We mentioned last time how a lack of or less training will impact learners because they will have fewer resources if companies choose to cut back on training. While many of our clients have cut back on training, a few customers realized more training (and possibly even better training) will improve the workforce they have.
Since the recession, there have been quite a few articles warning corporate training companies not to cut back on training. ASTD wrote an article back in August 2008, and Times online backed up those statements with points of their own. When there are less people to do more, for instance, when you have to cut down on your sales force or your call center, maybe you should get the few that are left better trained to handle the new challenges. In some cases, we see corporate training clients revamp their training and better train the remaining employees. Sadly, this is the exception, not the norm.
As a corporate training company and a vendor, we’ve had to respond differently to our clients during the recession. We’ve had to learn to respond differently to our clients: how do we support a training team that has now half the staff that it did last year? Do they need a different type of project plan? Do they need us to stagger things differently? Do they need our project managers to take on larger roles? Can they do as much? Or, do we need to do more? At the same time, we juggle tighter budgets and must now help our clients find a more flexible way to reach their training goals. The solution may involve less technology, but in a way that still gets the job done and doesn’t sacrifice quality.
Personally, we’ve chosen to go with the exception. We realize that we need to step up to earn the trust and business of our clients. Some of the actions we have taken during this recession: 1) grown in personnel, 2) grown in technological offerings. We’ve taken more risks this year than we’ve taken in the preceding good economic years. When companies have to look for a vendor and they have to choose between a company that gives them the usual or a company that gives them more support—especially when they have less people to do more—that support has value. This has been a direct contributor to our growth this year—our ability to align ourselves to a new environment and support our customers and not take the knee-jerk reaction to cut back on our part to save costs.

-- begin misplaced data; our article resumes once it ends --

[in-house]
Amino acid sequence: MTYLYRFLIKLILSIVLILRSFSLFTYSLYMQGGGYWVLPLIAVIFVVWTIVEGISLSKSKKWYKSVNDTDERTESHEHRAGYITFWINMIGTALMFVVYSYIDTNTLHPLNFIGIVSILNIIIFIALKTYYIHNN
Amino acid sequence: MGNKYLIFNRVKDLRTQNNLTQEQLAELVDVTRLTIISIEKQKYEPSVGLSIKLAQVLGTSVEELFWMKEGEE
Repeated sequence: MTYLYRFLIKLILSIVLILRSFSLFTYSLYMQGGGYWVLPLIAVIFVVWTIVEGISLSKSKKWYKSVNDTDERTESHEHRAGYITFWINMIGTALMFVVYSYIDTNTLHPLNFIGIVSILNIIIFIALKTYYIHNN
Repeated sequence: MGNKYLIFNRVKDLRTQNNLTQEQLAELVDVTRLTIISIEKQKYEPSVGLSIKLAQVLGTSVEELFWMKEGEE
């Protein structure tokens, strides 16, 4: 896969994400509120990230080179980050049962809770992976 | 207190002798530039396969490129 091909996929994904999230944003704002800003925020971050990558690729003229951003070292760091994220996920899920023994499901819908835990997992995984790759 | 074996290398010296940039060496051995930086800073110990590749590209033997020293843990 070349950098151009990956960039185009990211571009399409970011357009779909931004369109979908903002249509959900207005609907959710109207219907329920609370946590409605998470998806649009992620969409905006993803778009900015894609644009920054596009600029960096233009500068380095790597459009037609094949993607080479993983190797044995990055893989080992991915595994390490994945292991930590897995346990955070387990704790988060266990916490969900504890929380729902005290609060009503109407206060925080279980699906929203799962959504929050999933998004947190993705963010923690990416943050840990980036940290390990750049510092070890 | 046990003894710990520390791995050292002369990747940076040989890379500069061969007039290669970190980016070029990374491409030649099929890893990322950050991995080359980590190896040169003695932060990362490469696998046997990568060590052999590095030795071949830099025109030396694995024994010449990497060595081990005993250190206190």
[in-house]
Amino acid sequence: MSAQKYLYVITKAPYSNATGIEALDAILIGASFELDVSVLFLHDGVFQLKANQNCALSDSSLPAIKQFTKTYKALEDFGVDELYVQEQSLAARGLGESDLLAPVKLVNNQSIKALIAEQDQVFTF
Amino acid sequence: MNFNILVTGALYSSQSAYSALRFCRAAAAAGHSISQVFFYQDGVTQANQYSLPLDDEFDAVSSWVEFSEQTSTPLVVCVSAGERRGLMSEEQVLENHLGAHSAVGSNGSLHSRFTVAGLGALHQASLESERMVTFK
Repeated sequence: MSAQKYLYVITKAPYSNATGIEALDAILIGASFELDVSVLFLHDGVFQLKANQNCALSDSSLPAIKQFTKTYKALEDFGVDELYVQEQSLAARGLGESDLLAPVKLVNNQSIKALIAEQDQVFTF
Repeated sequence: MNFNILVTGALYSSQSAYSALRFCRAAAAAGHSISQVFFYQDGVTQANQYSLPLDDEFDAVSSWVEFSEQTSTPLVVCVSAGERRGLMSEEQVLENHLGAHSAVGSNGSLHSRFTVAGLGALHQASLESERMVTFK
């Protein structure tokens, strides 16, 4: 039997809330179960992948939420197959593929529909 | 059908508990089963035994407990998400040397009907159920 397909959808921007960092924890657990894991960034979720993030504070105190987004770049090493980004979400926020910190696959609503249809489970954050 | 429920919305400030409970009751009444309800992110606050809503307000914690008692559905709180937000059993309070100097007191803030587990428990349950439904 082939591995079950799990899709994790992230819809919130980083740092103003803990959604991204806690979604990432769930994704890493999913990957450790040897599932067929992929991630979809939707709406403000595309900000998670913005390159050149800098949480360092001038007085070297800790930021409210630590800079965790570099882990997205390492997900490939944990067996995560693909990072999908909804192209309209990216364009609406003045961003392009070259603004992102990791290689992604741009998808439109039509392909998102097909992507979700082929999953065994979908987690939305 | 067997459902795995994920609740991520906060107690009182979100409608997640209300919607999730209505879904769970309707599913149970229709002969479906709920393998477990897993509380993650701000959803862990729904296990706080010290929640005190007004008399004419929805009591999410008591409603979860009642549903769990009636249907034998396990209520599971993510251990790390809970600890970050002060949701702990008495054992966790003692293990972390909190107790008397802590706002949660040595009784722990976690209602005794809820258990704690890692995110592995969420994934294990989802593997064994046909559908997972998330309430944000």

We are not the only ones. I’ve seen our customers do the same thing. We have customers expanding their training; growth companies in a recessionary year have found ways to empower their employees and reach out to their customers. More than ever, these companies have marketed their training beyond the boundaries of the corporation. And it is beyond these boundaries where companies can scale more using technology that it’s paid off for them. Not surprisingly, in the past five years, Allen and our partners have won over 10 awards for training excellence. Let’s face it, this is not a cost issue but a vision of when and how to invest in one’s growth in a turbulent economy.
As the dust settles on 2009 and we look forward to 2010, look for those exceptional few companies that empower learners with more knowledge, more tools, and more capabilities.
Here’s to hoping we are now heading toward a balance in our spending and our economy.